Concert Showcases Charlotte's Thriving Latino Music Scene (Plus: Weekend Arts Events, April 29-May 1)

FOR SOME, a thriving Latino music scene in Charlotte may come as a surprise. Yet, this bustling and burgeoning community has garnered a reputation even outside of the city.

Last year, author Sam Byrd wrote an entire book about it, titled The Sounds of Latinidad: Immigrants Making Music and Creating Culture in a Southern City. The book is billed by NYU Press as showing how  “limited economic mobility, social marginalization, and restrictive immigration policies have stymied immigrants’ access to the American dream and musicians’ dreams of success Instead, Latin music has become a way to form community, debate political questions, and claim cultural citizenship.”

The book’s currently on sale at Levine Museum of the New South, but if you really want to experience the Latino music of Charlotte, head to the Neighborhood Theatre on Friday (April 29) for the latest in the museum’s series, The New Latino Sound. Orquesta Mayor, Patabamba, Jahlistic, and Reinaldo Brahn perform at the show, which runs just $10. These are local acts, embodying the vibrant and sonically diverse scene here.

The show kicks off at 8 p.m. on Friday. As a preview, here’s a act-by-act breakdown of this weekend’s The New Latino Sound concert:

Orquesta Mayor
This ensemble formed in Charlotte a decade ago, with members that are natives of Mexico, Puerto Rico, Peru, Colombia, and here in the U.S. The salsa act has an enormous sound, with a dozen musicians traveling the festival circuit. Check out a snippet below:

This Charlotte quartet says its “rooted in our interpretation of the rhythms, melodies, and mythologies of the Andes and the tropics” The result is an energetic sound that sometimes veers off into a new direction. Check out “Rompecabezas” below:

Another Charlotte act, Jahlistic offers a potent dose of roots reggae into the evening. Marked by singer Tania Vejar's soulful voice and a driving rhythm section, the four-piece features three members originally from South America (which also comes into play in the band’s sound).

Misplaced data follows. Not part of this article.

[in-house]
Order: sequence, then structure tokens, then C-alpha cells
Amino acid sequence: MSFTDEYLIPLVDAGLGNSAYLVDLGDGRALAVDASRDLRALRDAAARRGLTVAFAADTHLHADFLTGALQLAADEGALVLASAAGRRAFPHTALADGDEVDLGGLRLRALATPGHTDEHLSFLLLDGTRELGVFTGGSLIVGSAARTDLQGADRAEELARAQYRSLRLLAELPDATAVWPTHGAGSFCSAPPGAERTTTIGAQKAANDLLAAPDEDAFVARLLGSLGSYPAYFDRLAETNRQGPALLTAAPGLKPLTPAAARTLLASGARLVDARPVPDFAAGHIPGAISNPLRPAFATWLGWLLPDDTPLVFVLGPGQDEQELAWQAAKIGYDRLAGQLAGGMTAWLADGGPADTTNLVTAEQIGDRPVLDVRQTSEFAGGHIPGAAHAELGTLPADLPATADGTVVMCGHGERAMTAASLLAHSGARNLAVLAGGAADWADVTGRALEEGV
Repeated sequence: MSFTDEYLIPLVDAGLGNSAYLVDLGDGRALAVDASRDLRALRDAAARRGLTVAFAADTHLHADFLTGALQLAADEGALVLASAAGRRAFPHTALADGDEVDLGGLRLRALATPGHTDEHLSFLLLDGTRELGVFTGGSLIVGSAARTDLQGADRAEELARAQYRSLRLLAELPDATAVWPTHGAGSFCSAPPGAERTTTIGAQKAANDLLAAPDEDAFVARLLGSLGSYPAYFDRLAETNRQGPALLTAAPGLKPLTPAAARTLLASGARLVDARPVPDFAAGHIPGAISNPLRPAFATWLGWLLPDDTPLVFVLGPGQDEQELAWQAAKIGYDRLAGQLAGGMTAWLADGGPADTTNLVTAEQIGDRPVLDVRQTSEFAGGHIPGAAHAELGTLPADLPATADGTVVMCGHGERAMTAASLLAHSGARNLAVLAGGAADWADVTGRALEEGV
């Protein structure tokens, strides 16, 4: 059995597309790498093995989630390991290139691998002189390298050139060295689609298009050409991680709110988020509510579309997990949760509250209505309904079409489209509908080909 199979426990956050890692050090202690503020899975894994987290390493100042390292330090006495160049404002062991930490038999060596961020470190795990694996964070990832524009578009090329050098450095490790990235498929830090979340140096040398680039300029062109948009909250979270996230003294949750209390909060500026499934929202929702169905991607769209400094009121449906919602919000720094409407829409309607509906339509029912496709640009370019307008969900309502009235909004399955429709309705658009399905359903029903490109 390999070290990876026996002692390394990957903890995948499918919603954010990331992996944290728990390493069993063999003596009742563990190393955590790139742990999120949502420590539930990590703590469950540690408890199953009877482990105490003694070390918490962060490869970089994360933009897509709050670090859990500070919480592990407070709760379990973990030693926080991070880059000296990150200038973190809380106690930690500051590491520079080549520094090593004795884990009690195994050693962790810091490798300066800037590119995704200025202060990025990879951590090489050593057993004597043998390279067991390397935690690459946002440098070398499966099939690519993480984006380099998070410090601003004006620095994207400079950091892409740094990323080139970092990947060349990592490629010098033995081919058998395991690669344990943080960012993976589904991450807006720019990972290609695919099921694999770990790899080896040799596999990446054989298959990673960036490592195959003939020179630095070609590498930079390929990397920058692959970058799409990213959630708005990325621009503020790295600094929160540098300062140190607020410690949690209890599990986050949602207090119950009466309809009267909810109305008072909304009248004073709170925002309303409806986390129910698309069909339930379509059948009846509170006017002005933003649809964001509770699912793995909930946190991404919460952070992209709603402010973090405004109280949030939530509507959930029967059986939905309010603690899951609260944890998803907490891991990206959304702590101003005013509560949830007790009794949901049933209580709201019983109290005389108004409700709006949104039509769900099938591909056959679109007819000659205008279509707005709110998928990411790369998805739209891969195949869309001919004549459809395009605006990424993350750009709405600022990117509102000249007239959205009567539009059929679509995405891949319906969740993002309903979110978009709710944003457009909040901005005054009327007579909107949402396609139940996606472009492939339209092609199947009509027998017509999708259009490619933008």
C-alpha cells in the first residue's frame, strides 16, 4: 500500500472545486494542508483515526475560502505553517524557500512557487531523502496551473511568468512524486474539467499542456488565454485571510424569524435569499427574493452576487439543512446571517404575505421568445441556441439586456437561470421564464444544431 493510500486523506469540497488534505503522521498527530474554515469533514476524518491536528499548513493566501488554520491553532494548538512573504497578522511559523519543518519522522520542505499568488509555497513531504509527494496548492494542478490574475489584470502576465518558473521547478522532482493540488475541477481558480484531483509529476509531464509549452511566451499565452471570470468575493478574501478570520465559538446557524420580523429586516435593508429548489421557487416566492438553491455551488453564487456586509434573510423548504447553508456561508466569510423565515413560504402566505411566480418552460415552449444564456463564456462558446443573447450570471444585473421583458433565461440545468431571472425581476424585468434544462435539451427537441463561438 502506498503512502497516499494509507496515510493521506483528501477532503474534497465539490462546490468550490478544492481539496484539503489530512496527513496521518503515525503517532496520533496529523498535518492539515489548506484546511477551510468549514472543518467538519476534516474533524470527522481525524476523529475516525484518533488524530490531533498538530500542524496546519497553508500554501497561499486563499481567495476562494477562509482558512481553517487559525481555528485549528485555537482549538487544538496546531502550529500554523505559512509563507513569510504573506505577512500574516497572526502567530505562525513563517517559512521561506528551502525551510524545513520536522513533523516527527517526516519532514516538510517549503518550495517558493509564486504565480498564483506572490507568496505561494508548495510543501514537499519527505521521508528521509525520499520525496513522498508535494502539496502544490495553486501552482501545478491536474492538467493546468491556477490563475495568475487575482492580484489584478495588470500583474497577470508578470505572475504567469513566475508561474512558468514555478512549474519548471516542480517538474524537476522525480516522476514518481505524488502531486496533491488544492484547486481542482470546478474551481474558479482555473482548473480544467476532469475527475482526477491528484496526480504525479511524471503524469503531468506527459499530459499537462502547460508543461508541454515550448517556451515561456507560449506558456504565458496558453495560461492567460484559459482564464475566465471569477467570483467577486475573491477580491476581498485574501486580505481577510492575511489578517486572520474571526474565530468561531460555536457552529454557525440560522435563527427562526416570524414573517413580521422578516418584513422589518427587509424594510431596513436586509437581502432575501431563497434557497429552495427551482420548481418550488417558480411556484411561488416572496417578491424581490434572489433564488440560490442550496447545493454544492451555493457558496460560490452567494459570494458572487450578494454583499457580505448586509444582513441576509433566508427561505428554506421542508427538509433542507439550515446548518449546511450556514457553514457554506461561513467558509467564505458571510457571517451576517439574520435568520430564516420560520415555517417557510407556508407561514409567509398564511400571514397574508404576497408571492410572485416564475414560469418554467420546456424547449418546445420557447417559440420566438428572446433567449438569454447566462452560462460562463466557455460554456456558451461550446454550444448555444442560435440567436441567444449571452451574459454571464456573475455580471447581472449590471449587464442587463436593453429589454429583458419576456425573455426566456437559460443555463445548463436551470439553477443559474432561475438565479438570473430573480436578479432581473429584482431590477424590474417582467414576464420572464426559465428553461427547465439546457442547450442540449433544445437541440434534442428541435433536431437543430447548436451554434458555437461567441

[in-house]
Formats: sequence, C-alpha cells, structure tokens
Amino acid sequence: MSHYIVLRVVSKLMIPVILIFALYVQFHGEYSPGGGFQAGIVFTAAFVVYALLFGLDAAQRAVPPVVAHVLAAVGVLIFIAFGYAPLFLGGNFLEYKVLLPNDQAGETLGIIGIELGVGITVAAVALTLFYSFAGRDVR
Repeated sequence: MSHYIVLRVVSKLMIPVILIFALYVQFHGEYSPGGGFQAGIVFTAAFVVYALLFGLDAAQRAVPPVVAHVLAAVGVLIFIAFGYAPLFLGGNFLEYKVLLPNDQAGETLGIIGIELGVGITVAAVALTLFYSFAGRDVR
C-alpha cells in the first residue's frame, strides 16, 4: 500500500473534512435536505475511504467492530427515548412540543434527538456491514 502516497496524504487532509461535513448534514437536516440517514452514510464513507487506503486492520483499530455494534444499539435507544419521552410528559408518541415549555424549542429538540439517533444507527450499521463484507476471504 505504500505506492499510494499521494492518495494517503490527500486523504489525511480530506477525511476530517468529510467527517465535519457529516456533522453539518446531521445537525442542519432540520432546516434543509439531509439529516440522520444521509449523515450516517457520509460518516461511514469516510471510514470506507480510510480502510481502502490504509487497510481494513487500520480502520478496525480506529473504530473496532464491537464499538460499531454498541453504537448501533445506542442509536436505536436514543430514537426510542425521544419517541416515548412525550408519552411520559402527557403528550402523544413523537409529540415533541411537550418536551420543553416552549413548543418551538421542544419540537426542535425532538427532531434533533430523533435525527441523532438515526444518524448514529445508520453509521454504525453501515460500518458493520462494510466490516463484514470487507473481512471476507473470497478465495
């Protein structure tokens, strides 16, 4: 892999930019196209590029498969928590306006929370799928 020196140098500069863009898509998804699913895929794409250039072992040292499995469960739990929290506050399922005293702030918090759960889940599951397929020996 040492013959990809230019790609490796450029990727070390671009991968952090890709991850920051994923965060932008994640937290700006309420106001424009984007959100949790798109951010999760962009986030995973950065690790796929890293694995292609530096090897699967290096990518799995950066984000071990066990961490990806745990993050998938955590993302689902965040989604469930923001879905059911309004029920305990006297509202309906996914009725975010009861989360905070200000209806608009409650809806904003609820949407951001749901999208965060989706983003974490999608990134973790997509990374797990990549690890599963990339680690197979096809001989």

Reinaldo Brahn
Brahn brought his Brazilian roots to the city in 2007, with both a traditional and pop sound to his tunes (and occasionally, some jazz-style scatting). Check out his cover of The Police’s “Roxanne” below, performed against the backdrop of The Evening Muse:

Read about other arts events in Charlotte this weekend below:

FRIDAY (April 29)
Bruch's concerto is the centerpiece for this program, with the German Romantic composer leading a group that also has Maurice Ravel and Vaughan Williams in the mix. Angelo Xiang Yu is featured on violin; Christopher Warren-Green conducts.

George Balanchine's "Who Cares?" and Dwight Rhoden's newest ballet are featured in this program. The ballet regularly holds seasonal concerts that show off both new and classic works.

SATURDAY (April 30)
The Culture Initiative's annual showcase hits The Grace, at 219. S. Brevard St., on Saturday. The group had four creative teams create interior backdrops for local artists to display their work. Art comes from the likes of Natalia Roman, Justin Klaus, Mary Tew, April Marten, CeCe Stronach, and others. The event also features performances from Young Empires, Foreign Air, Shadowgraphs, Reid Speed, Arthur Brouthers, and Dj TOBER. 

For nearly a decade, the East Mecklenburg High School Foundation has raised funds and developed programs for East Meck students, teachers, administrators, and parents. Foundation members recently reached out to Cameron Lee, founder of CLTure Creative Group and the CLTure blog, with a new idea to raise money: They wanted to start a music festival, and they needed his help. Bands include Junior Astronomers, Ancient Cities, Sinners & Saints, Bless These Sounds Under The City, Serfs, and others.

This musical, conceived by Kim Rosenstock, is labeled as a "rock-fable" by Actor's Theatre of Charlotte. A sandwich-maker's monotonous days are interrupted when two sisters come into his life.

Owned by the City of Charlotte, the NASCAR Hall of Fame has 40,000 square feet of exhibition space to give visitors a look at racing history. Celebrating the 50th Anniversary of Team Penske (through June 30) explores the team’s achievements in NASCAR and other racing disciplines.

SUNDAY (May 1)
For two days each spring, the stretch of Little Sugar Creek Greenway along Kings Drive is adorned with easels, canvases, and the buzz of local commerce. Now in its sixth year, the event brings in more than 80 vendors representing several mediums. Live music performances and other family entertainment occupy nearby stages throughout the daytime hours.

Once called the Afro-American Cultural Center, this museum opened in the 1970s and jumped around to different venues before settling in its current South Tryon Street location in 2009. Dance Theatre of Harlem: 40 Years of Firsts (through June 26) celebrates the famous ensemble with costumes, set pieces, and video excerpts. 1960Now (through June 26) is the work of photographer and activist Sheila Pree Bright, who provides black-and-white images of the ’60s Civil Rights movement and current activists. The museum’s permanent exhibition, the John & Vivian Hewitt Collection of African-American Art, showcases the work of 20 artists, including Charlotte native Romare Bearden.

This self-guided tour for history buffs is free. Stroll through uptown to the 15 points that comprise the Liberty Walk, touring the early history of the region through markers and text. Pick up a brochure at the Visitor Info Center at 501 S. College St. (in the Charlotte Convention Center), or just start in front of the Wells Fargo Plaza at 301 S. Tryon St., and follow the markers in the pavement for a trip through the historical adventure of the city’s Revolutionary War days.

Categories: Agenda, Arts + Culture